It’s all in the Seasoning: Caring for your Cast Iron Cookware (Dutch oven, Pot or Pan)

WOC-A1737018_1213201014917_fullOwning cast iron cookware is great. You can make almost anything in it, and it requires almost no maintaining.

You hear statements like this all the time, and it’s true… but notice the word “almost”. That word is a killer.


Well, because you do have to care for your cast iron. If it’s a Dutch oven, cast iron cooking pot, a pan or some other great piece of cast-iron cookware, you still need to clean and care for it.

Cast iron cookware requires seasoning.

Unfortunately, it’s not a spice. It’s the protective coating that you apply to your cookware. In today’s world, most cookware will come pre-seasoned (meaning that a coating has been applied to the cookware by the manufacturer).  Even if you have pre-seasoned cookware, at some point you’re going to burn that blueberry cobbler and will need to re-season.

Seasoning starts with washing your cast iron Dutch oven or cookware with soap and water. This is the one and only time where soap should come in contact with your oven. The basic idea is to get the pan clean and back to the metal finish. Wash and prepare your oven. You can use an abrasive cleaning utensil like steel wool, or a coarse sponge. Clean, clean, clean.

Once it’s clean to your satisfaction, towel-dry the cookware. Make sure that the cookware is free of soap and water.

After cleaning, comes the fun part. Heat up your oven or grill. Between 375-450 degrees will work.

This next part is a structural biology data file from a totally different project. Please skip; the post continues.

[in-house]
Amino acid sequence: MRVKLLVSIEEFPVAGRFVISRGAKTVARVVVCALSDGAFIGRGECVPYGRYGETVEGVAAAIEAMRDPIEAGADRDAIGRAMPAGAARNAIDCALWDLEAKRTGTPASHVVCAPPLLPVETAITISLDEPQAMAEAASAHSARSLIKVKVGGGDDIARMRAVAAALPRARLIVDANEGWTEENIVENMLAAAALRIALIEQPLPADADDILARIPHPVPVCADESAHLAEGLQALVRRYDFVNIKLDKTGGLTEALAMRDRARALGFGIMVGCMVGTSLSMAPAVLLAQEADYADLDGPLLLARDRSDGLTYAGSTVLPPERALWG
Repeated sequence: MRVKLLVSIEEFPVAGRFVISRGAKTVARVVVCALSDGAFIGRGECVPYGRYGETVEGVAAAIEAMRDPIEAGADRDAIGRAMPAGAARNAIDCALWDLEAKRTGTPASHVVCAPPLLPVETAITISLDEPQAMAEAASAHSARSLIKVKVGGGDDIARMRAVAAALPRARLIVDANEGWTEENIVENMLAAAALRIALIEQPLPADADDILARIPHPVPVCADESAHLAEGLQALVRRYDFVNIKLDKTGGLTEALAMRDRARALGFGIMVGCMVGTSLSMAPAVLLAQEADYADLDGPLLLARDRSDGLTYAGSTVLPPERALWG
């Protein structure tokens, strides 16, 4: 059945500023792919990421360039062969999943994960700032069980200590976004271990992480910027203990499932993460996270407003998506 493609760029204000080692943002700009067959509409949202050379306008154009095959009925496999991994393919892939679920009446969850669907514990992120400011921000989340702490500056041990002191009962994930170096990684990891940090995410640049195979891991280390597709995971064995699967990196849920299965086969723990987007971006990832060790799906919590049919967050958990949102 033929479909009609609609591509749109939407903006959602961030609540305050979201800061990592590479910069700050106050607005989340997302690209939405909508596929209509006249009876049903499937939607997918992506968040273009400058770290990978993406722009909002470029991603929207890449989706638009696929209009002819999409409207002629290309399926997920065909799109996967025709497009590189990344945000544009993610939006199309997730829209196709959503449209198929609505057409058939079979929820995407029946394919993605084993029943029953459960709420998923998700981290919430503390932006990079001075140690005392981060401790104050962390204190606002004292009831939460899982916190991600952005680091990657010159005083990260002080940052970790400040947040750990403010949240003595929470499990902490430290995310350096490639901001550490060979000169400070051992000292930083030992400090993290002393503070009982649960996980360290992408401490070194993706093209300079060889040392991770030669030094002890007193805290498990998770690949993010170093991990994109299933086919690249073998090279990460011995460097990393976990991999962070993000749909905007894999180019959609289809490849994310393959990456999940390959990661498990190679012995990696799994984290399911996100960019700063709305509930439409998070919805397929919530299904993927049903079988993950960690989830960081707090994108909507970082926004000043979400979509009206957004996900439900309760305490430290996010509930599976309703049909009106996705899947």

A trick I learned a few years ago is to place the (un-oiled) cast iron inside of the heating element for a few minutes (until it’s warm to the touch).  Even after drying the metal moisture can still linger. This will remove any residual moisture for you and ensure a lasting seasoning.

Remove your cookware from the oven and let it cool.

Next, use a paper towel or non-abrasive cloth to coat the cookware in cooking oil (I use vegetable oil, but you can certainly vary the oil to your liking). Place the oiled oven back inside the heat source.

Leave the cookware in the oven for no less than 1 hour.  Turn off the oven but do not remove the cookware.  You will need to wait until the cast-iron has cooled off sufficiently. This should be at least another hour.

A helpful hint: the first few times you cook after the seasoning process, make something with a lot of grease or fat (like bacon). It helps to ensure you have a nice coating inside your cookware to get you started.

Good seasoning can last a lifetime. Or, at least, until the next time you make blueberry cobbler.